A study of 97 youth football players ages 9 to 13 years who participated in different age- and weight- based levels over four seasons of play found that that youngsters experienced a total of 40,538 head impacts. Measures of linear head acceleration and the number of impacts per player in competition versus practice sessions differed significantly depending on the youngsters' age/weight level, as reported in the study published in the June issue of the Journal of Neurotrauma.
Joel Stitzel, Ph.D., Wake Forest School of Medicine, and coauthors from Wake Forest School of Biomedical Engineering and Sciences and University of Texas Southwestern, Dallas, TX presented their findings in the article entitled “Head Impact Exposure in Youth Football: Comparing Age and Weight Based Levels of Play.”
The researchers emphasize that the significant increases seen in the magnitudes of head impact from one level to the next suggest that all youth athletes should not be evaluated as one group when assessing head impact exposure and injury risk. The data obtained from this type of study can be useful for designing evidence-based interventions.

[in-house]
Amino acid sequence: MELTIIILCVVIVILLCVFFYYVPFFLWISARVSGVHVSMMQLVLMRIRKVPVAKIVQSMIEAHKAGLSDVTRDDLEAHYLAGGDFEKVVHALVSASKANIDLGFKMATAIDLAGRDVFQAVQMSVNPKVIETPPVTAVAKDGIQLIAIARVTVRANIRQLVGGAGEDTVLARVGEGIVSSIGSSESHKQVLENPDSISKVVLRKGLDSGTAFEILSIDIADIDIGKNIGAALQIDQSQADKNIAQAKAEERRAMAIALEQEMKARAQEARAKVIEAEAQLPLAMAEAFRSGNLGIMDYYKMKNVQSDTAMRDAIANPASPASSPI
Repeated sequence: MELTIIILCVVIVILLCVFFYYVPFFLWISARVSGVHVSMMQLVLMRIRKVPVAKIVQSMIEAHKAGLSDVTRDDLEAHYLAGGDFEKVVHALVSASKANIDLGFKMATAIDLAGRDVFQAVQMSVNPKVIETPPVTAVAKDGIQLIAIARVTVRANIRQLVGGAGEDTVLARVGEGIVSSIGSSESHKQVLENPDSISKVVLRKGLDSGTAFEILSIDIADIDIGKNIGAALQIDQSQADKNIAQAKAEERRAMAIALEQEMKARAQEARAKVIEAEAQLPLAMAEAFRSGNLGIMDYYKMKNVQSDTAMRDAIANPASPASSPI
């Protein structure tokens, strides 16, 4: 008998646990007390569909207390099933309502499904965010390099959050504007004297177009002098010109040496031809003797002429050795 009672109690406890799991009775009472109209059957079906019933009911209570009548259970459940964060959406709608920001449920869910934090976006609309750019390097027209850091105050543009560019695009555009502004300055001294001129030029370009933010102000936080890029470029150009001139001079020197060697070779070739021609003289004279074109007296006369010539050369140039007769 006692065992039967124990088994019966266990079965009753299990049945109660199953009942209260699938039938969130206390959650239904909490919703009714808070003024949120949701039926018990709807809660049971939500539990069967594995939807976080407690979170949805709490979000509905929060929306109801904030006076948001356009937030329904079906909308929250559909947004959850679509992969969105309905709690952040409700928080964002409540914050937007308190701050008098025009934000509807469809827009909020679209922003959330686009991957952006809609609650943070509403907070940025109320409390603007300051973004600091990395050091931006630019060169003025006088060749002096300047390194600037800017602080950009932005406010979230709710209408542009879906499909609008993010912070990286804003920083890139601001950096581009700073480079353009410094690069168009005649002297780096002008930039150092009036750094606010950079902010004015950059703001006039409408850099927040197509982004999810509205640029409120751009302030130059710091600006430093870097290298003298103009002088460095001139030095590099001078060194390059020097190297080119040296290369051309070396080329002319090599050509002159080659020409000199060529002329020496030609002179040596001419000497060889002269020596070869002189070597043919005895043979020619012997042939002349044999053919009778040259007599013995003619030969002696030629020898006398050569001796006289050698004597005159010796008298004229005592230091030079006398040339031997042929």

“As controversy rages in relation to the damaging consequences of youth football, this study is particularly timely. It forces us to recalibrate our understanding of youth head impact exposure not only in practice and game day settings but also in the context of the athlete’s age,” said John T. Povlishock, Ph.D., editor-in-chief of the Journal of Neurotrauma and professor, Medical College of Virginia.
Research reported in this publication was supported by the National Institutes of Health’s National Institute of Neurological Disorders and Stroke of the under Award Numbers R01NS094410 and R01NS082453 and the National Center for Advancing Translational Sciences under Award Number KL2TR001421.
Marguerite Beck: firstname.lastname@example.org, 336-716-2415